If infinity turns out to be, in some ways, finite, the presupposed finitude of the event, the thing that happens, reveals in fact the potential for infinity. The event is an “aleatory fragment, the chance occurrence of something that had no existence beforehand”. It is an explosive movement that “destroys any illusion that the limits of the situation are the limits of the world.” (B&B 16). I find the clarity and yet also the complexity of this summary of Badiou’s work of real benefit to the study of literature, but it also explains why Badiou and Beckett form another dyad in this dualistic, yet never dialectic, study. As we go on to find out, the role of infinity is key to Beckett’s work, as is the potentiality or perhaps even threat of the event.

It is at this early stage that we also encounter Gibson’s own central thesis, which remains the most important and original element of this impressive study and, I hope, will come to stand as a key term for the development of our ideas of the relationship between literature and philosophy in the years to come. This conception which Gibson calls “the remainder” is in fact very close to a definition of the literary post-Badiou. I will leave the precise formulation of the remainder to Gibson himself:

In Badiou’s philosophy, the world of events is the sole source of value. From its point of view, the situations to which events are counterposed and into which they break constitute a negligible historical residue. I shall call this residue the remainder. (B&B 18).

The remainder is a vital development of Badiou’s work on literature. As events are so rare, and when they do occur they are often missed or only realised by a coterie of faithful militants, the bare facts state that for the majority of the time we are in the realm of the remainder and most, if not all, literature emanates from that world or temporality. As literature itself cannot constitute an event, but can only testify too or patiently wait for events, by definition literature is the remainder.

This simple logical observation is, in fact, rather devastating. It certainly takes Badiou to task over his neglect of the remainder in his relentless pursuit of intermittent events. It allows Gibson’s book to open up completely the philosophical importance of Beckett, who ceases to be a writer and instead becomes one of the great thinkers of the remainder. It raises uncomfortable questions as to what the status of literature is in relation to the radical potentialities of events. And finally, it makes this book a full-blown theory of contemporary literary value.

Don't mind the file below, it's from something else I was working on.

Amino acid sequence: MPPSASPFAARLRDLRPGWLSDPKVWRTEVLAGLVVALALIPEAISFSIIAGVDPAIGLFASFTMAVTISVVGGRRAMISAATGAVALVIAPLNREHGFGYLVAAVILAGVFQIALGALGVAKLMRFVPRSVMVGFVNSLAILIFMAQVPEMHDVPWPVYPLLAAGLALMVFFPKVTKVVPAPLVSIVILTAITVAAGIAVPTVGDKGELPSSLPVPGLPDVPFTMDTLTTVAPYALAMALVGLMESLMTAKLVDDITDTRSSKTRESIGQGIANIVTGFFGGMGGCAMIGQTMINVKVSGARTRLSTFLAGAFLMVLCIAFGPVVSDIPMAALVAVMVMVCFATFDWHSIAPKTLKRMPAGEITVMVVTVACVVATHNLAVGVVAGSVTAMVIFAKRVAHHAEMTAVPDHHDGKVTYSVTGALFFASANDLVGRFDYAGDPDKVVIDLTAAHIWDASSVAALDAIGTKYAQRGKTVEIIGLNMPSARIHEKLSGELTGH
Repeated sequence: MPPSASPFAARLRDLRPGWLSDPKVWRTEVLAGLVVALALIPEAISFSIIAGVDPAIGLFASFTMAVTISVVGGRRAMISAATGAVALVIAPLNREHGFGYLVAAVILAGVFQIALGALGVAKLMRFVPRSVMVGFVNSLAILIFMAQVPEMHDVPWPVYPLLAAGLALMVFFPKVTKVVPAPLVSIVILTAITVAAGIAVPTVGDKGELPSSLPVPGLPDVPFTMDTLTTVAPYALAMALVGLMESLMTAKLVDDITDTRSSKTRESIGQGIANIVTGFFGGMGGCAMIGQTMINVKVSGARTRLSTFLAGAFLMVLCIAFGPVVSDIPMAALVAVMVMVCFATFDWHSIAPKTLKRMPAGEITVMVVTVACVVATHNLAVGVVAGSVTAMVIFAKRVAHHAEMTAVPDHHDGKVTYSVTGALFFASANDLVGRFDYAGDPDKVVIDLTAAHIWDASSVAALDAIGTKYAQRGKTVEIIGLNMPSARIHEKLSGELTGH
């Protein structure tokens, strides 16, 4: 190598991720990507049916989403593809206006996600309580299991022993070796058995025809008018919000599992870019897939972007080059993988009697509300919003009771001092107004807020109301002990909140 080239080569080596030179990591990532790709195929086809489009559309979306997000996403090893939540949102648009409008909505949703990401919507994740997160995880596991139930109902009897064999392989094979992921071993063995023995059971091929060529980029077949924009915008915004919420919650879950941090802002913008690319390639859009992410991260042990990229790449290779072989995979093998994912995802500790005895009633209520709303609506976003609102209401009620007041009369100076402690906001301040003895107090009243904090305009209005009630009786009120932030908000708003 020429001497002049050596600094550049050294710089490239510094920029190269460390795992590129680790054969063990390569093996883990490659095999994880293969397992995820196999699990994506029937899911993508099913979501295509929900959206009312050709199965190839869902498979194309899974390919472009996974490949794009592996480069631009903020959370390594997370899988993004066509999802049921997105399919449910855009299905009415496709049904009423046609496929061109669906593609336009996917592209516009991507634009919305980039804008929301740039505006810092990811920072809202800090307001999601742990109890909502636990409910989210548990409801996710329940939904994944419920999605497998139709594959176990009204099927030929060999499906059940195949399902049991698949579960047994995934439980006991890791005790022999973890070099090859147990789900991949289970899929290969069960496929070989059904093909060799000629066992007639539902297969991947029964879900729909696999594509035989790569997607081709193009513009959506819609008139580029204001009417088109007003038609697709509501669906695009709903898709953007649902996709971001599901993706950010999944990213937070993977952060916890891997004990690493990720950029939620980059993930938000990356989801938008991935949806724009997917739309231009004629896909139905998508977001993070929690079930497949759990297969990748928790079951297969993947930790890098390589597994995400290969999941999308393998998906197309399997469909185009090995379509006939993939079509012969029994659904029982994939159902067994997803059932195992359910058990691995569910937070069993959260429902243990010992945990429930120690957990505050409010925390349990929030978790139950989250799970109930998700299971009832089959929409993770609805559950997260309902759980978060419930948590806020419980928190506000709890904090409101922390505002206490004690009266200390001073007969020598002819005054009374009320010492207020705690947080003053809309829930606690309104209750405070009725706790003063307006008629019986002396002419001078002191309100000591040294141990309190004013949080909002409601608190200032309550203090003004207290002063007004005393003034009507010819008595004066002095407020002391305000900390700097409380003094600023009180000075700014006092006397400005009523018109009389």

Having summarised Badiou’s work and established his own thought in relation to it, based on an implicit critique of Badiou’s work which simultaneously requires that we treat his work with the utmost respect and seriousness, the first two chapters then introduce Badiou’s work to a general audience. Chapter one deals with key Badiou terms: Being, Event, Subject and Truth. While the second moves more towards the issues of state, doxa and politics that fill in some of the detail of the remainder and prepare the way for the consideration of the aesthetics of waiting for the event that define Beckett’s importance to our age.
This allows Gibson, in the third chapter, to tackle specifically Badiou’s take on Beckett in relation to the current scholarship. Taken together with the introduction these first three chapters constitute probably the most accessible and certainly the most relevant introduction to Badiou’s work to a humanities audience. Not that Gibson does not pay his dues to his forbears, most notably the brilliant work of Hallward, it is just that here Gibson is able to concentrate on Badiou’s ideas on literature, apply them to literary works, and unpack their implications from the perspective of a literary critic.

These chapters alone are worth the cover price. In particular we come to understand Gibson’s main criticism of Badiou’s affirmative ethos. Central to Badiou’s metaphysics is a rejection of what he sees as a late-Romantic melancholy to be found in Heidegger’s insistence on the end of metaphysics, and the work which followed on in such an eschatological vein. In contrast, he insists that metaphysics is possible now the gods have fled the earth, placing all his faith in the existence of actual infinity and the power of intermittent events.
What Gibson notes, however, is that because events are so infrequent, so intermittent, there is an inevitable human side or cost to this. One comes to long for past events, or to desire the sudden arrival of new events. Rather than instilling a sense of militant optimism in writers and thinkers, the scarcity of the event has resulted in a pathos or melancholia. And it is precisely such a melancholia, Gibson argues, that one finds in Beckett.